transfer), and medical and indemnity costs. Accessing sophisticated data analytics allows benchmarking of current programmatic performance and, when well structured, shows value or areas of cost shifting when new strategies are introduced. What an Employee Gains From a Managed Care Approach A managed care approach that focuses on quality care and outcomes benefits the employee by utilizing a best-of-the-best approach to link employees to superior providers and treatment platforms. By identifying best practices in areas such as pharmacy management and physical therapy, the employee has seamless access to the prescribed regime that will maximize the recovery effort. To learn more about UPMC WorkPartners workers’ compensation programs, visit http://www. upmchealthplan.com/ar_2012/ workpartners.html. Deborah Mehalik is the manager of Network Services for UPMC WorkPartners, a division of the UPMC Insurance Services Division. The other integrated partner companies of the Insurance Services Division include: UPMC Health Plan, UPMC for Life, UPMC for You, UPMC for You Advantage, UPMC for Kids, Community Care Behavioral Health, LifeSolutions, EBenefit Solutions, and Askesis Development Group.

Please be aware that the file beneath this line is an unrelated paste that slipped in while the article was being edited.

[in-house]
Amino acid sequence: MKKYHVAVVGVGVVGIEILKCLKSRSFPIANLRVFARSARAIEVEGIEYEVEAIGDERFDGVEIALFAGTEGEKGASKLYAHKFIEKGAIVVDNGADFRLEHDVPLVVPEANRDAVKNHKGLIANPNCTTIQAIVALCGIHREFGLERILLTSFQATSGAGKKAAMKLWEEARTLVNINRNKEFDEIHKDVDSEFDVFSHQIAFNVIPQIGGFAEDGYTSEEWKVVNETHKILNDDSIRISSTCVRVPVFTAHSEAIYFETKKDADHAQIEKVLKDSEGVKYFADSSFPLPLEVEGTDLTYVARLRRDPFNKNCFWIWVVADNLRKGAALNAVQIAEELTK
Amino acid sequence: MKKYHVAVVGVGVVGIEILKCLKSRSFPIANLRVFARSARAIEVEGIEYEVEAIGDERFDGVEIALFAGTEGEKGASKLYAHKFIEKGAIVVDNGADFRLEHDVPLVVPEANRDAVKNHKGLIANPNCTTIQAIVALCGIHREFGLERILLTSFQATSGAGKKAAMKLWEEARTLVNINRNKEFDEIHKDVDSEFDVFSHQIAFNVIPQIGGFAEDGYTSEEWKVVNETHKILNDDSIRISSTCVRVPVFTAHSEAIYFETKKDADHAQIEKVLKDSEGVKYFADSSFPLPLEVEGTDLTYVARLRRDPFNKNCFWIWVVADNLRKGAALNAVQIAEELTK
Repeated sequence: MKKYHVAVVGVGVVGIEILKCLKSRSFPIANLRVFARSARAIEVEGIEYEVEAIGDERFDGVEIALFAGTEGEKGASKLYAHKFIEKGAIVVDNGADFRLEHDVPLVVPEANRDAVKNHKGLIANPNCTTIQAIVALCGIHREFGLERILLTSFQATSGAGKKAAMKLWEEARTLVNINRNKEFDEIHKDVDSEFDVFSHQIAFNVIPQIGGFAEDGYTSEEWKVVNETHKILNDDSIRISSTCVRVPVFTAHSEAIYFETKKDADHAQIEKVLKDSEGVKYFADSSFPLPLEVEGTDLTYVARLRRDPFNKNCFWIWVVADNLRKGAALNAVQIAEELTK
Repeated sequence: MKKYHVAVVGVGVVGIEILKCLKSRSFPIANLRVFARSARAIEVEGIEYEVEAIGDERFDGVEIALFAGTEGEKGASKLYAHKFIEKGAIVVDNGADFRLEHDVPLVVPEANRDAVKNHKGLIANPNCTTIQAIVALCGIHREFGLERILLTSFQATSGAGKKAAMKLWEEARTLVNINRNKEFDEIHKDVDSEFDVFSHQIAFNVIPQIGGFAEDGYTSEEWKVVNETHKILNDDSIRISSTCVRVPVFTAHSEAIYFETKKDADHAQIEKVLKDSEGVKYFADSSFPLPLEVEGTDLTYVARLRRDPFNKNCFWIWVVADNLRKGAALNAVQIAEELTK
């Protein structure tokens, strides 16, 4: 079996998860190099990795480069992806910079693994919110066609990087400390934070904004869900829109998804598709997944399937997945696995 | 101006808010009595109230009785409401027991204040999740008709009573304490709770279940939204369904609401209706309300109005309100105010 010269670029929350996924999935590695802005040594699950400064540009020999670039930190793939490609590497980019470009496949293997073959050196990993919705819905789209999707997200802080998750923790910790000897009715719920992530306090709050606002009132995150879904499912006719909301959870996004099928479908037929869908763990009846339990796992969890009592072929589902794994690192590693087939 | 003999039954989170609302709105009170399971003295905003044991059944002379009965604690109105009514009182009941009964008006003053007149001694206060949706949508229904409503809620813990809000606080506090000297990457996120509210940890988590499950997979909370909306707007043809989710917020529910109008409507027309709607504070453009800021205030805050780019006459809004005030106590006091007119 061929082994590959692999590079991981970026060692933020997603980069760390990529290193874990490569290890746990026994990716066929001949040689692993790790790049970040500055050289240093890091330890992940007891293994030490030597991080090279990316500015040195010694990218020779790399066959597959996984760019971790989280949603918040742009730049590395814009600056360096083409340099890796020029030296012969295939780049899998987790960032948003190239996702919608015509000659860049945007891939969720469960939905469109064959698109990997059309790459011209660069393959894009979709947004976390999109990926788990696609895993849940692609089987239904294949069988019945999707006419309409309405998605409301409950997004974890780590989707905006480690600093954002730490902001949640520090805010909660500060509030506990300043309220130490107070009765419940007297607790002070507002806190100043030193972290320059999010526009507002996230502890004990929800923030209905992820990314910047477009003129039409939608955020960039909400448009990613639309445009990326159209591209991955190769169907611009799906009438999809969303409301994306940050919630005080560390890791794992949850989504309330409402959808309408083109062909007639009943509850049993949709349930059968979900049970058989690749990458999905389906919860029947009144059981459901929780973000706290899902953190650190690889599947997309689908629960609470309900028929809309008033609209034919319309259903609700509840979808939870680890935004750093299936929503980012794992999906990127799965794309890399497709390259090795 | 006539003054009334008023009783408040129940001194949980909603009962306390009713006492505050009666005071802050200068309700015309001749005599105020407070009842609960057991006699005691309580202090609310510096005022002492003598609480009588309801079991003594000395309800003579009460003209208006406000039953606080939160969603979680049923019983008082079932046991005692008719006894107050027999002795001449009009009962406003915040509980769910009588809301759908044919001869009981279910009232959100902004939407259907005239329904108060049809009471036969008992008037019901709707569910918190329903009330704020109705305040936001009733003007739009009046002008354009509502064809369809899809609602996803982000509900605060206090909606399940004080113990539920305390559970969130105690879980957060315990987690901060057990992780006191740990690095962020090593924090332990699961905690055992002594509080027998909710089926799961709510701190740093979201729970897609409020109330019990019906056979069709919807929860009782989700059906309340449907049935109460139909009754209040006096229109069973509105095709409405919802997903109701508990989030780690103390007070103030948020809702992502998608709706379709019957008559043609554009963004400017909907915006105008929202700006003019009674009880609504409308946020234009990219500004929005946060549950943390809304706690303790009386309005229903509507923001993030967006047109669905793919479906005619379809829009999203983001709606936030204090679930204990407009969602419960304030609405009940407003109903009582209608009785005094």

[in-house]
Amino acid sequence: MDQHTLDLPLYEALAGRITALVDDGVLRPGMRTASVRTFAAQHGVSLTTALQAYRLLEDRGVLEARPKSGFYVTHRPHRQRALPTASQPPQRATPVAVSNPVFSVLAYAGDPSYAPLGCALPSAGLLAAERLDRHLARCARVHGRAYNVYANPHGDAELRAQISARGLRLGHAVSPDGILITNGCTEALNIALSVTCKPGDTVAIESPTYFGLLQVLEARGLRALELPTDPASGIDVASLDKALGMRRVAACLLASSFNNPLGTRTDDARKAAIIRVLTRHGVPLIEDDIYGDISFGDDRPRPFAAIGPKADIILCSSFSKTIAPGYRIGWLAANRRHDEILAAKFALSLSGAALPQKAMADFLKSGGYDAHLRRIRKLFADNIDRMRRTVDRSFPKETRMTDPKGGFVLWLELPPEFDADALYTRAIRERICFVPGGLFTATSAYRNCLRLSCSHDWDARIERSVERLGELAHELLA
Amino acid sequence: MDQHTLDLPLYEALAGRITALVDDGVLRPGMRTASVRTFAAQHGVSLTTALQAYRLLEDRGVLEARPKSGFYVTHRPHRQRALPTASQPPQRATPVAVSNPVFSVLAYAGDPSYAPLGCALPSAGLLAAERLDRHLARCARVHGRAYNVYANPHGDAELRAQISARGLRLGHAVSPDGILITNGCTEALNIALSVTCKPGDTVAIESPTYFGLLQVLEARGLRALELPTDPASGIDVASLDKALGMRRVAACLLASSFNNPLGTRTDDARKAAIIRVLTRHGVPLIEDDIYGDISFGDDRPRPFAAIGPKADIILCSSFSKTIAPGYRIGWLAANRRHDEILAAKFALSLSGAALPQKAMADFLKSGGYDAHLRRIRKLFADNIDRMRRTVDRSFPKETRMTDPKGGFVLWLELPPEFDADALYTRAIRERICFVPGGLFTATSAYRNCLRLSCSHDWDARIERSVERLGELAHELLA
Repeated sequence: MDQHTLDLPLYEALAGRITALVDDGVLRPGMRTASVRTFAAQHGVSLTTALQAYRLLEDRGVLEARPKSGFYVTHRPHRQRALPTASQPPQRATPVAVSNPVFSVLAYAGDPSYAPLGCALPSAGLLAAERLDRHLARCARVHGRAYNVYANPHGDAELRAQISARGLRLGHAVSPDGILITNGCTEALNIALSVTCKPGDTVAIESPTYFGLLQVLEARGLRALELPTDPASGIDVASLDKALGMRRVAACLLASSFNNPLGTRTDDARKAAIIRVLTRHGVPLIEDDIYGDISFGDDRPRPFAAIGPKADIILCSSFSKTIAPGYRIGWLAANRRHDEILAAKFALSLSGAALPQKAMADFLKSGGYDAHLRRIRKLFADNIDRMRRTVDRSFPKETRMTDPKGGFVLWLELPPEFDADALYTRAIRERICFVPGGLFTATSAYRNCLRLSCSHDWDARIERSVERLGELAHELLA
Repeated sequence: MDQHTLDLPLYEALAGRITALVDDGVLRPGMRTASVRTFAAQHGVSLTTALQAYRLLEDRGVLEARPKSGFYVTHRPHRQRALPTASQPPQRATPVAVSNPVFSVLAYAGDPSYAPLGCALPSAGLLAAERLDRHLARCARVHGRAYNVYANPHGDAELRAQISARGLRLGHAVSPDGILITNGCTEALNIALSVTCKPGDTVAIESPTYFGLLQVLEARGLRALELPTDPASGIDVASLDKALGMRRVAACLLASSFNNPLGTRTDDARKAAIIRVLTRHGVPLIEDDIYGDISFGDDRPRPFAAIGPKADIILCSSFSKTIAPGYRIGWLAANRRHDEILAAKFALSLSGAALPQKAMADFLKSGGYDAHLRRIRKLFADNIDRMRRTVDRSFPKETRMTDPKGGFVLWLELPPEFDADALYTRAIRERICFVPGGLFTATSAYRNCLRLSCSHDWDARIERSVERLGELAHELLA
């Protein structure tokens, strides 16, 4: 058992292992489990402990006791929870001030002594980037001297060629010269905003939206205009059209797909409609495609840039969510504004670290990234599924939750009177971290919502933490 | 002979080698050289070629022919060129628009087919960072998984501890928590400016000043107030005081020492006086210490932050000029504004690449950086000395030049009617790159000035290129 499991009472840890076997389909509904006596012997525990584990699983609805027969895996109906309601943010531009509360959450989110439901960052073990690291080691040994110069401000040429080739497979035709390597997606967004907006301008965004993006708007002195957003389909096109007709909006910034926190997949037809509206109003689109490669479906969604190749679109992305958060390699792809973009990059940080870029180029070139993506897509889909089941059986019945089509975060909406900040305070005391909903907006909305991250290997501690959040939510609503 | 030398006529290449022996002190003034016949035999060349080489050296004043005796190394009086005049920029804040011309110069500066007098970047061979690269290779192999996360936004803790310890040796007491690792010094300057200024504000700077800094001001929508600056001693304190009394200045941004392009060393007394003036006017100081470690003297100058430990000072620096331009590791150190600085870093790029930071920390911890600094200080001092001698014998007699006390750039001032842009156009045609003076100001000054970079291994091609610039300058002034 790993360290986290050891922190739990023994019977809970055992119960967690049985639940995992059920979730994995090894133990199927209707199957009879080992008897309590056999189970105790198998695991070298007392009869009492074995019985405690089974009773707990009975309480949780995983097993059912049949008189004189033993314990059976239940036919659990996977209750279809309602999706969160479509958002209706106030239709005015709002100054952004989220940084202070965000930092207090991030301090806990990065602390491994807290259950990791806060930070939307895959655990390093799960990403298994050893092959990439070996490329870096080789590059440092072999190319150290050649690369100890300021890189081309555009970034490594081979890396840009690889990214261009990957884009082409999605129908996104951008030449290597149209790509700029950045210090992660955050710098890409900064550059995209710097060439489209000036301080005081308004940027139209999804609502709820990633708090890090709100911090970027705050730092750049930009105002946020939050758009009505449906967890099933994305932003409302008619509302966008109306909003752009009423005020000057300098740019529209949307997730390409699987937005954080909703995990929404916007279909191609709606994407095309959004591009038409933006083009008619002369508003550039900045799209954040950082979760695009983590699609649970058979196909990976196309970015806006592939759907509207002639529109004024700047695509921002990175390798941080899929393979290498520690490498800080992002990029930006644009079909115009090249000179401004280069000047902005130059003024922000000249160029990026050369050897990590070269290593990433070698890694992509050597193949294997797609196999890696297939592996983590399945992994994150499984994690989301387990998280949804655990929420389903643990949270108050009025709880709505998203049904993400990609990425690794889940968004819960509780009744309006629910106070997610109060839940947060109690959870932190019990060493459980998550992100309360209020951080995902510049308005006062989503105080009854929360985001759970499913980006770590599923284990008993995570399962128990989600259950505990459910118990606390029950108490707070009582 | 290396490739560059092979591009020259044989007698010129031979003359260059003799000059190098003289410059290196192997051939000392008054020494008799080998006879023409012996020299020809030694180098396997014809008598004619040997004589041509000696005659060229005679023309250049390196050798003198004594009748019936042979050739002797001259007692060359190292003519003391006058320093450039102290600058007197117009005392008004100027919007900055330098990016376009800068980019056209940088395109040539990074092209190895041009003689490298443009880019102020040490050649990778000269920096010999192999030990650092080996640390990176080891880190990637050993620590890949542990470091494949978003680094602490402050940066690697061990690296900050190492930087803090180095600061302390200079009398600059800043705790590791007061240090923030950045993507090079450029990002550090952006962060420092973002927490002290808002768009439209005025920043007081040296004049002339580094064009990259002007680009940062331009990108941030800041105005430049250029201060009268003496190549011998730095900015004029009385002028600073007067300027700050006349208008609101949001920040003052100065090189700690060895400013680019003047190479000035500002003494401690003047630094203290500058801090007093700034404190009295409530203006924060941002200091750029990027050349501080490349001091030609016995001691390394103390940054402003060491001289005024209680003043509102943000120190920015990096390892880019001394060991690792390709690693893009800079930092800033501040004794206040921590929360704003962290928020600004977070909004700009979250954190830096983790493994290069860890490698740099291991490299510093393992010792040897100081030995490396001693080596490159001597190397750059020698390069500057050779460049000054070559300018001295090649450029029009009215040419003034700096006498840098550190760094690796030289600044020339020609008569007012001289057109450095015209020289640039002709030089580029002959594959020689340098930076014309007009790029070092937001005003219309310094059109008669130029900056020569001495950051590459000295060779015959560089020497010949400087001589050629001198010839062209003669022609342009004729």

What an Employer Gains by Using a Workers’ Compensation Plan That Includes Managed Care An employer will gain enhancements in areas such as case closure rate, causality determination and utilization review. Employers also should experience reductions in areas such as the DART rate (days away/restricted/ April 2013 > www.mbabizmag.com > 9


Learn how Erie FCU can assist with your business needs. Betty Reynolds, Commercial Lender (814) 825-2436 Ext. 1051 breynolds@eriefcu.org *Loans subject to credit approval. Rates, terms, and conditions vary based on creditworthiness, qualifications, and collateral conditions. Membership eligibility required.

Short and Long Term Loans Lines of Credit Equipment Financing Business Checking & Savings Business MasterCard® Credit Card Business MasterCard® Debit Card SBA Loans

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Legal Brief

EDITORIAL > By David S. Willoughby